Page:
AmericanFarm.com

King lauded for enhancing wildlife existence with wetlands on property

By SEAN CLOUGHERTY
Managing Editor

PRINCESS ANNE, Md. — About four years ago, Mike King began work to create wetlands on his farm to enhance the wildlife on his property.
Those efforts are paying off, he said, improving the quality and diversity of wildlife and helping his farming operation.
King, who farms about 500 acres in Somerset County and manages two poultry houses, was recognized recently as Maryland’s Department of Natural Resources Wildlife Farmer of the Year. He was also Somerset County Soil Conservation District’s Cooperator of the Year in 2010.
“We’re trying to make a good habitat for wildlife. It just takes a little bit of thought to do what you want to do,” King said.
Through the Natural Resources Conservation Service’s Wetlands Reserve Program, King created a wetland area of about 200 acres by stopping up a network of 14 ditches to retain water in the area.
Where he plugged the ditches, small ponds were created along with a few other farm ponds he’s had on the farm that have brought a lot of wood ducks and other birds to the farm.
King’s wife, Janice, said she’s noticed many more woodcocks and flycatchers in her travels on the farm.
King is also letting the ditch banks around the farm grow taller in hopes of attracting quail to the farm.
Food plots of red clover and chicory also help attract deer and other wildlife to the wetland area but over time as the deer change where they travel, moving the food plots when needed is important.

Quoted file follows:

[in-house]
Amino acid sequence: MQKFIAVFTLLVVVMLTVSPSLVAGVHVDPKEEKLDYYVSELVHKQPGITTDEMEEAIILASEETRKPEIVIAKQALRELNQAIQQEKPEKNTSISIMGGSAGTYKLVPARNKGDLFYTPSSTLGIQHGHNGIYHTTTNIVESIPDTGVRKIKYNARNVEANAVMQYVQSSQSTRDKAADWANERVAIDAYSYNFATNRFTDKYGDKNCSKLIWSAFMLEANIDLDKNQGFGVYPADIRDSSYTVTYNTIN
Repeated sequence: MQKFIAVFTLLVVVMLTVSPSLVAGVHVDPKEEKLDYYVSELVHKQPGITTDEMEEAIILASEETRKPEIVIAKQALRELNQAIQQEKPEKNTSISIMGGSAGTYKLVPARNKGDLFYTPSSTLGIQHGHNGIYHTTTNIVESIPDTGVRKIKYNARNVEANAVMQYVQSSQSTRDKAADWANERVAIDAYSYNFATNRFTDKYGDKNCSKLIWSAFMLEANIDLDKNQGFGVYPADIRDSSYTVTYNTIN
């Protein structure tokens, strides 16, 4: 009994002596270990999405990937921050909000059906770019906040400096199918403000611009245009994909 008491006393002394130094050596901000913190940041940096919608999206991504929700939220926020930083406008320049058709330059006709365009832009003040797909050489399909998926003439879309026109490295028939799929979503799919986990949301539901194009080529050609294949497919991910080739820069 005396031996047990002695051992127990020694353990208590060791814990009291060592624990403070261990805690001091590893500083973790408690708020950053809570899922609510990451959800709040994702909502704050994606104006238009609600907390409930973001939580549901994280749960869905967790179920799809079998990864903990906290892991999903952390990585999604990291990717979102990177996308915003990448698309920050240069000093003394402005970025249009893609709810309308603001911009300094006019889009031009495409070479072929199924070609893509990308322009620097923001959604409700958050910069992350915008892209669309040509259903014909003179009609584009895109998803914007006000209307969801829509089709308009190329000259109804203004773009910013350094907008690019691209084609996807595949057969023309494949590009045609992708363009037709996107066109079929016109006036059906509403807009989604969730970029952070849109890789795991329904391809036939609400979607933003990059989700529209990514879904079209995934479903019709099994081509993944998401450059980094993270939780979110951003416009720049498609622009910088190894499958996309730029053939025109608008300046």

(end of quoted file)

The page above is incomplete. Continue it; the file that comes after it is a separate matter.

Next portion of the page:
“They will change their pattern some,” King said. “It seems very seldom but when they do, you better figure out where they’re at.”
King said what land he was farming that became wetlands had been ultimately unproductive from wildlife damage and decided the wetlands program was a good fit.
He also has another 17 acres in the Conservation Reserve Enhancement Program.
“They all used to be fields at one time back in the 40s, as far as we can tell,” he said. “It just needed to be left alone. It isn’t worth the trouble.”
With the wildlife attracted to the food plots and wetlands, King said it’s reduced the damage on the rest of his cropland and helped him manage the deer population.
“We’ve got world class deer here and that’s something we did not have before,” he said, flipping through photos of successful recent hunts.
“It gets more animals in there because there’s more year-round food and a variety of things,” King added.
Staying aggressive with hunting deer, especially females, has been a key part to the wetland’s success in the farm business.
“If you shoot a buck, you have to mount it,” King said, noting the mounting cost as a deterrent to shooting young and less desirable males. “That’s how we know we’ll get them bigger.”
King said they lost count of how many deer he and friends have killed on his farm.
“We’ve thinned them out and that’s been a goal of it,” he said. “The other side of it is building up the trophy bucks.”
He also helps organize a big doe contest in the county to encourage hunting more females.
Aside from better hunting, King said with four grandsons nearby, it’s just fun to have more wildlife on the farm.
“If you’re not going to have fun at life, what’s the point?” he said.